Legacy and longevity are too often conflated with one another, weighing something or someone’s value by how long it hangs around performing its tasks.
There is an aspect of such a quality worthy of admiration, but nothing in this life is infinite. What stands the test of time when that final chapter is written is not how long an entity existed, but what it accomplished with the time it had.
Pro Wrestling VIBE, an LGBTQ-led pro wrestling promotion at the forefront of the LGBTQ pro wrestling movement, closed its doors last month with one final party, Braumatica, after three years of operation.
Three years feels like a brief amount of time even for the world of independent pro wrestling. But Pro Wrestling VIBE accomplished something most promotions never do, and those accomplishments were apparent on that final Sunday afternoon at DC Brau brewery.
The first event in the extended canon of Pro Wrestling VIBE was Prime Time Pro Wrestling’s Butch vs. Gore event in 2020; a show defined by its ability to force a space for LGBTQ wrestlers and fans into existence and build a community of acceptance around that populace.
O’Shay Edwards battled Pro Wrestling VIBE founder Billy Dixon at that first show before he came out publicly as bisexual later that year. He brought his expected level of destruction when he returned to the VIBE ring at Braumatica, as he defeated MV Young, Olijah Friday and longtime rival Breaux Keller in the opening match.
But his words following the bout embodied what the company provided him.
“About three to four years ago, I packed up everything and moved up here with no guarantees, no promises, and it was people like [Dixon and McGrath] that gave me an opportunity to be me,” Edwards said. “Because of that, all of y’all accepted who I was, who I am and who I’m going to be, and for that, I need to thank you.”
Faye Jackson main evented Butch vs. Gore in a sexually charged battle with EFFY that riled up an already bouncing (in more ways than one) crowd.
Three years later, she was back in the main event, coming out of retirement to vanquish VIBE’s most heinous enemy, Darius Carter. With Dixon as special referee, it was the climax of a three-year arc that embodied the company’s storytelling theory: riveting, violent and the desire to push audiences to their limits in a fashion that makes the emotional catharsis of pro wrestling that much more real.
Edith Surreal, Trish Adora and Erica Leigh pushed back the tyrannical charge of Killian McMurphy, Robb Radke and Saul Esparza in a wild contest focused on how queer stories within pro wrestling can and should evolve.
McMurphy’s internalized queerphobia and how it manifested toward Surreal and others pointed the lens directly on how dominant culture still exists even within specific marginalized populations, and the detriment those kinds of attitudes pose.
Jordan Blade and Eel O’Neal turned in a technical fight that Blade properly defined as “Black history” afterward. Brooke Valentine and Andino traded shots in a Chocolate City championship battle worthy of the city from which the belt draws its name.
Allie Katch and Ashton Starr put together a classic in the first “Rain On Me” match, a match that is only possible because of the emerging queer wrestling movement and the power that companies like Pro Wrestling VIBE seized amid changing cultural tides.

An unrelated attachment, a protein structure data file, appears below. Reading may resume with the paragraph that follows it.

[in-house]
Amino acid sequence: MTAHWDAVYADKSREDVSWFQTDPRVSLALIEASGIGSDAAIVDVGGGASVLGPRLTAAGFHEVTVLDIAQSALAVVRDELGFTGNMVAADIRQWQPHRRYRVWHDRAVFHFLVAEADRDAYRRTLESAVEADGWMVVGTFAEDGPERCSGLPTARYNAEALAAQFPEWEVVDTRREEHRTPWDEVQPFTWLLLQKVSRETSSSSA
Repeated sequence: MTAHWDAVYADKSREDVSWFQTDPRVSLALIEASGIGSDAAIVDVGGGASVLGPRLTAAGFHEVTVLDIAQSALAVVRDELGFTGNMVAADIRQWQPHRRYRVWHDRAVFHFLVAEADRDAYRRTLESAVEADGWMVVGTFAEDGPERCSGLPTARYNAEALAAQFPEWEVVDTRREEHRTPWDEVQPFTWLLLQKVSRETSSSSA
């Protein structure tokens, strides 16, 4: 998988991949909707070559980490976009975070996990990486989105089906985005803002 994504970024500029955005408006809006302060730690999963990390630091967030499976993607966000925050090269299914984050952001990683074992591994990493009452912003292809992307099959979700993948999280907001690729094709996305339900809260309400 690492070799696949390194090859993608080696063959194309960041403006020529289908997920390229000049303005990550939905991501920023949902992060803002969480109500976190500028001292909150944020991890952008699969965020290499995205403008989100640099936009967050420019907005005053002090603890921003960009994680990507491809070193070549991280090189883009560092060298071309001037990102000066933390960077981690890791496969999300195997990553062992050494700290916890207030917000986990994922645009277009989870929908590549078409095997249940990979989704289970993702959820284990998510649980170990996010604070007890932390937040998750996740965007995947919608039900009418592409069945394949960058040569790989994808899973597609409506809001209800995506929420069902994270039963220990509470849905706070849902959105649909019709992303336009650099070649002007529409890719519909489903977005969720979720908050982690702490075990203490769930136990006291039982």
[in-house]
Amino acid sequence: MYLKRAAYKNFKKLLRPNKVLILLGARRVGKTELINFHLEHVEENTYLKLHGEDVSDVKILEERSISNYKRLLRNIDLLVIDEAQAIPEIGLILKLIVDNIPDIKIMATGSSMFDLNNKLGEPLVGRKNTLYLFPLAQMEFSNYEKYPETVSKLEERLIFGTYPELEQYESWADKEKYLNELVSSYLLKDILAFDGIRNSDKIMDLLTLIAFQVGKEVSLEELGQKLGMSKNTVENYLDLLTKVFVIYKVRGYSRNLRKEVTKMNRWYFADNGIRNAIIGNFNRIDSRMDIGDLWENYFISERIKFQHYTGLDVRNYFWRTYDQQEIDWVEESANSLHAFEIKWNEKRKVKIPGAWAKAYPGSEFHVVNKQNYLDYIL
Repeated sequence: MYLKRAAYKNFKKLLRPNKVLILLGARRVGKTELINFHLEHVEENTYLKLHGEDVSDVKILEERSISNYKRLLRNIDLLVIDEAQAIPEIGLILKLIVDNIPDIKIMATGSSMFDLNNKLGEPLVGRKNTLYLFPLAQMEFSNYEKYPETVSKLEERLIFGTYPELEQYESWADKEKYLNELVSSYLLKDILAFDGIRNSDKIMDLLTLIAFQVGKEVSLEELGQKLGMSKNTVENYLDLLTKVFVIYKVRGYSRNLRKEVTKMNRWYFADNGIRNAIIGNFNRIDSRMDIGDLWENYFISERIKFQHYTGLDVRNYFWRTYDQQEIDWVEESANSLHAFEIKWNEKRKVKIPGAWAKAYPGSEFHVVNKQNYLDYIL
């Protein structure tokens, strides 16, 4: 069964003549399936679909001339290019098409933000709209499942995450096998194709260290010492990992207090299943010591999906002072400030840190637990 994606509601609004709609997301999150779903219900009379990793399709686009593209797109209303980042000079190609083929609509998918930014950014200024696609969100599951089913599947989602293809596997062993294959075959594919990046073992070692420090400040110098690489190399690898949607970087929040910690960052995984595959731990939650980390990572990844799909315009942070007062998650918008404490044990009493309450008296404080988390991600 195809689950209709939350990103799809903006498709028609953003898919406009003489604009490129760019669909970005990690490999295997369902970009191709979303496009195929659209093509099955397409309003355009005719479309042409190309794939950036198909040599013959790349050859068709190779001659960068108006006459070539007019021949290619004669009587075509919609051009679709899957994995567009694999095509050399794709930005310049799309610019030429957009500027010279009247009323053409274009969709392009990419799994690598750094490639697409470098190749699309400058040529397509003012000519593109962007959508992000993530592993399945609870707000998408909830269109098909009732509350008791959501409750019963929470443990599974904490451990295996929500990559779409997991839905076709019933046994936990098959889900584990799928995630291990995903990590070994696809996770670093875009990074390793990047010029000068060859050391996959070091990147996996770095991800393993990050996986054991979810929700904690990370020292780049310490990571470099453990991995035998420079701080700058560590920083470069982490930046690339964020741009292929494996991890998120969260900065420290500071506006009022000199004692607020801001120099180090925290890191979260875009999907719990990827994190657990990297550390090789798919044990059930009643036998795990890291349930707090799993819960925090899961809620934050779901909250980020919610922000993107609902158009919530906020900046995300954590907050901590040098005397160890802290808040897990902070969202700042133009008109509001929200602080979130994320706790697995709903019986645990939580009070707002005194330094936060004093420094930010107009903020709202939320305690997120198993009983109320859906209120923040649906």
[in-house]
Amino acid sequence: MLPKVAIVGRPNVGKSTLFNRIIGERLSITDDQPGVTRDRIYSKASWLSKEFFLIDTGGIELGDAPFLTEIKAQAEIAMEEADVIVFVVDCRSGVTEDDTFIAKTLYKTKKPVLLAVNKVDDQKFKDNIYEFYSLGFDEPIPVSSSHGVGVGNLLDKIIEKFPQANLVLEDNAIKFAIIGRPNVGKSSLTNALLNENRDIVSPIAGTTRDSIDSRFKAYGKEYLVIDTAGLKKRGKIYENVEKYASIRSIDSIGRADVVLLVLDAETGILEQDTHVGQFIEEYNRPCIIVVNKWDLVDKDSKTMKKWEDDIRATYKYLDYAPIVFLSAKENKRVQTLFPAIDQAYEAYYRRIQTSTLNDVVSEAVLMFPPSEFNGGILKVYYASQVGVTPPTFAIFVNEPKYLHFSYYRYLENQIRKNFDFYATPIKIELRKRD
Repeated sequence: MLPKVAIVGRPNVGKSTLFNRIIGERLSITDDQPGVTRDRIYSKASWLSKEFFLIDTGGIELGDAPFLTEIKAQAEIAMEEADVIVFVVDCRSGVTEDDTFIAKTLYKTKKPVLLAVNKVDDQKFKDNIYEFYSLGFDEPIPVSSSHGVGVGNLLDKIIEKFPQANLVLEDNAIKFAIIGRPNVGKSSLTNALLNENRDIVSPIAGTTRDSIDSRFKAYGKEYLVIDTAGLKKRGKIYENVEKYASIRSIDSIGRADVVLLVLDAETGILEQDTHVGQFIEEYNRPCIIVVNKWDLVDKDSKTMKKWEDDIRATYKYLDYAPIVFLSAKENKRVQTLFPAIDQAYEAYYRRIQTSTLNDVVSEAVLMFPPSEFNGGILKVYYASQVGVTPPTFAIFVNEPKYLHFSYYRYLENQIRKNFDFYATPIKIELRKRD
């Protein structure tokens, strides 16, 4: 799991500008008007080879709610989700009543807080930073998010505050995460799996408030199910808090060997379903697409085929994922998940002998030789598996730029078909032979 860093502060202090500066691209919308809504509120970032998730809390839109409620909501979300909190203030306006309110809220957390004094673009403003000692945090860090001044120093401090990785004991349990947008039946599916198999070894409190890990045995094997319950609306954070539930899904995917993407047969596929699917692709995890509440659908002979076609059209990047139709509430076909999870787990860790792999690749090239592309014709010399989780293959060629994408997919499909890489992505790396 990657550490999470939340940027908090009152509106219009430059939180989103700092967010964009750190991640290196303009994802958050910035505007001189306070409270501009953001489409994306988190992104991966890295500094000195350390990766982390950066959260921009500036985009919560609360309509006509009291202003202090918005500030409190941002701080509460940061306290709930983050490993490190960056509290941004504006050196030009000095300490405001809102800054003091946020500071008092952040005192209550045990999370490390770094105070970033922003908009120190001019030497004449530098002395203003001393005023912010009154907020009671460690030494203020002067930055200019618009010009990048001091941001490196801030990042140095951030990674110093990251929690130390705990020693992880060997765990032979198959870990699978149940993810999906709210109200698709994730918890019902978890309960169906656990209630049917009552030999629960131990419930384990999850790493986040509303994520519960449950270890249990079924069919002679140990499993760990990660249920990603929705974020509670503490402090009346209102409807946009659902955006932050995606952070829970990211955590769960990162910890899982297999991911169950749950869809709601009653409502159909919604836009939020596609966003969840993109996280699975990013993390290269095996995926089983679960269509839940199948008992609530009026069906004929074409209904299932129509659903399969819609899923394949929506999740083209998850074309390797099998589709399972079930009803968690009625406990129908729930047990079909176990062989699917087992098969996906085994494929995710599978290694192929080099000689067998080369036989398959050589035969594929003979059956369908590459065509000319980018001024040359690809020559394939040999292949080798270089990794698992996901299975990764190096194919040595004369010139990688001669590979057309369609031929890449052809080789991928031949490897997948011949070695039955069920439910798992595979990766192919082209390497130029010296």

You’d be hard-pressed to find another pro wrestling event where opponents fought in honor of their respective divas, much less a wrestling crowd belting dueling chants for Lady Gaga and Ariana Grande as a soundtrack to forearm shots and stiff kicks.
But that encapsulates the magic of Pro Wrestling VIBE. It pulled the curtain back and placed queer identities, stories and culture square in the middle of independent pro wrestling’s stage. And those who graced its ring built amazing, authentic moments previously unseen in the annals of pro wrestling history.
Pro Wrestling VIBE delivered many firsts that define where pro wrestling is in 2023 just as much as they define the promotion itself: Fusing pro wrestling with ballroom at Paris Is Bumping, giving the LGBTQ community its own trademark tournament in the Cassandro Cup, the first all-trans-femme main event in pro wrestling history, Allie Katch putting everything in her soul into her rendition of “Rain On Me,” battles over who the bigger Britney Spears stan is, the breathtaking looks of our Divas champion Eddy McQueen.
More than these moments, though, is the space Pro Wrestling VIBE created for so many people beyond the ring. The company became something special for those who never saw themselves in wrestling.
VIBE was for us and by us; yet welcomed all comers to join the dance party.
As Billy Dixon said on the LGBT In The Ring podcast ahead of Braumatica, queer wrestling isn’t dead because Pro Wrestling VIBE is over. It’s stronger than ever, with many of the names featured on the company’s cards since 2020 winning championships across the U.S. and becoming internationally known.
What kicked off in DC Brau three years ago and said goodbye in that same room on Feb. 19 will be remembered as a catalyst for changing pro wrestling for the better, and for those whom it empowered.
The VIBE was here for a great, defiant and groundbreaking time — not a long one. What Dixon and McGrath built will hold its legacy for much, much longer.
As much as it pains me to know there won’t be another trip to pro wrestling’s queer Starrcade, or one more chance to walk for the judges, it would hurt so much more if we weren’t able to say goodbye.
“I’d rather be dry, but at least I’m alive. Rain. On. Me.”
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